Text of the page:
Most Read Contributor in Hong Kong, September 2016
Keywords: competition, Hong Kong, market
sharing, bid rigging
Cardinal Sin No. 4 – Bid Rigging
Last week we looked at the Cardinal Sin of market sharing. This
week we discuss Cardinal Sin No. 4 – bid rigging.
Bid rigging refers to agreements between
competitors not to compete for a tender, and instead allowing a
designated winner to be awarded the project or contract.
WHY RIG BIDS?
To prevent competitors from undercutting each other, and enable
each competitor to charge a higher price or lower the quality of
goods or services offered.
WHAT DOES BID RIGGING ENTAIL?
A "rigged" tender or bid is one that has a
predetermined result engineered by the competing participants in
the tender, i.e., there is one "chosen winner" and others
agree to be "designated losers". Below are some examples
of how bids are commonly rigged:
Sham bidding: the designated losers submit
bids that are bound to be rejected:
Cover bidding: the designated losers submit bids that are less
attractive due to higher prices or lower quality.
Non-conforming bids: the designated losers submit bids that do
not conform to the tender specifications.
Bid rotation: competitors take turns being the
Bid suppression or withdrawal: the designated
losers either refrain from bidding, or withdraw their bid to allow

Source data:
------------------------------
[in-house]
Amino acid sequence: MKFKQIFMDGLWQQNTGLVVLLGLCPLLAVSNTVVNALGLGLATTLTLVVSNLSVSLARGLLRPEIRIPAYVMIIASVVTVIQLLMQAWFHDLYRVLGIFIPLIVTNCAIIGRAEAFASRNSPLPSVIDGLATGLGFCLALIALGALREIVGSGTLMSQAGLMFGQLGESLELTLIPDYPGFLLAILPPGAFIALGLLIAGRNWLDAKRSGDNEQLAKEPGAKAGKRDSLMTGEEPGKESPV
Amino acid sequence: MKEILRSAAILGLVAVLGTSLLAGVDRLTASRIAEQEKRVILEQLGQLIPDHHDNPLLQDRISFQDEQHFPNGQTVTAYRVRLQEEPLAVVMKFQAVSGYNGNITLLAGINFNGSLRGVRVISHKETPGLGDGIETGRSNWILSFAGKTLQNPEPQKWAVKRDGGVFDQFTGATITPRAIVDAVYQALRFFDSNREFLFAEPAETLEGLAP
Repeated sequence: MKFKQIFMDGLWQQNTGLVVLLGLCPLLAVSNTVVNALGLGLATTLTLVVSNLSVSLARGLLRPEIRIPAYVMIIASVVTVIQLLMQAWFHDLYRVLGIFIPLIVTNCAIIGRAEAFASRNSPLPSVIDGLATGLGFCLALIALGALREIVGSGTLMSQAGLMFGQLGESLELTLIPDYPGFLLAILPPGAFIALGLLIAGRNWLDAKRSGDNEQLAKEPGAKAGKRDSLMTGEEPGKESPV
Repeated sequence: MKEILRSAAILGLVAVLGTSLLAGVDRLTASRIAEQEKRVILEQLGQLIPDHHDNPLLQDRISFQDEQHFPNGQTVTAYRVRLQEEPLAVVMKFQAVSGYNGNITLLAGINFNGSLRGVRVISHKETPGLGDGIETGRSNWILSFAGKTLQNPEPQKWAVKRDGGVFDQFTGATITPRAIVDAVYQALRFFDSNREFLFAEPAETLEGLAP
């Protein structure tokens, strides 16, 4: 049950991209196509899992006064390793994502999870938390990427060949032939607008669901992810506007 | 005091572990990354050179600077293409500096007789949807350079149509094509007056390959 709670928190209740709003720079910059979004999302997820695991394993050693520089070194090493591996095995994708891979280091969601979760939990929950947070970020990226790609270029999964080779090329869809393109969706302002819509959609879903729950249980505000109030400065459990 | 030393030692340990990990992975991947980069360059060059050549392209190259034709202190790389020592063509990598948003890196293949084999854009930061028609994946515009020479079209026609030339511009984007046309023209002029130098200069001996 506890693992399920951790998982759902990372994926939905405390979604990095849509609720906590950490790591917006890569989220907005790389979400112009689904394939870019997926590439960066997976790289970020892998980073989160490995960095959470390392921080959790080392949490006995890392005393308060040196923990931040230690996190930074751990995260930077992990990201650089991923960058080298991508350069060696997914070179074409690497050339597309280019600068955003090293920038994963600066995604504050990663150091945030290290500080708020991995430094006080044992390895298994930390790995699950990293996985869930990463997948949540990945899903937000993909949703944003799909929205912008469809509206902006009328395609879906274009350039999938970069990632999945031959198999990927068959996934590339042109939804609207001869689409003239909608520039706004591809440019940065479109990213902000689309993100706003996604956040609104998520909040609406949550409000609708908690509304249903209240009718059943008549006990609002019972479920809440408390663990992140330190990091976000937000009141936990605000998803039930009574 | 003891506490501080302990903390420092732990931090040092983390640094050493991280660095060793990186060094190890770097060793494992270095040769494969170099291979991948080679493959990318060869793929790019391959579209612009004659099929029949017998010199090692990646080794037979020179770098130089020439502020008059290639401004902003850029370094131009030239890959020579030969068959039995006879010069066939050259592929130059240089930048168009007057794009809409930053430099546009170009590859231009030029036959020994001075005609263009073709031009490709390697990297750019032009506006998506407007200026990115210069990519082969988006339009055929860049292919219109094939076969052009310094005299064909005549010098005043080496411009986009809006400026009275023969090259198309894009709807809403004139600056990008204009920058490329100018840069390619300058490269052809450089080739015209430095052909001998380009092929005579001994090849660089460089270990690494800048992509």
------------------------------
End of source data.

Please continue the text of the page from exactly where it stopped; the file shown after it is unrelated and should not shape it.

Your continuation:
the chosen winner to win.
WHAT DO THE "DESIGNATED LOSERS" GET OUT OF IT?
Participants in a bid rigging agreement benefit in the following
Bid rigging may be part of a market sharing agreement, where
competitors maintain their allocated share of the market by
refraining from participating in tenders, or by always submitting
sham bids in each others' share of the market.
The chosen winner compensates the designated losers by letting
them win another tender or appointing them as a subcontractor.
The chosen winner pays the designated losers a fee.
This concludes our discussion of the Cardinal Sins: price
fixing, output limitation, market sharing and bid rigging.
Remember, these are the most harmful forms of anti-competitive
conduct that will almost always fall foul of the First Conduct
Next week we look at information exchange among competitors, a
complex but intriguing area of competition law.
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This article provides information and comments on legal
issues and developments of interest. The foregoing is not a
comprehensive treatment of the subject matter covered and is not
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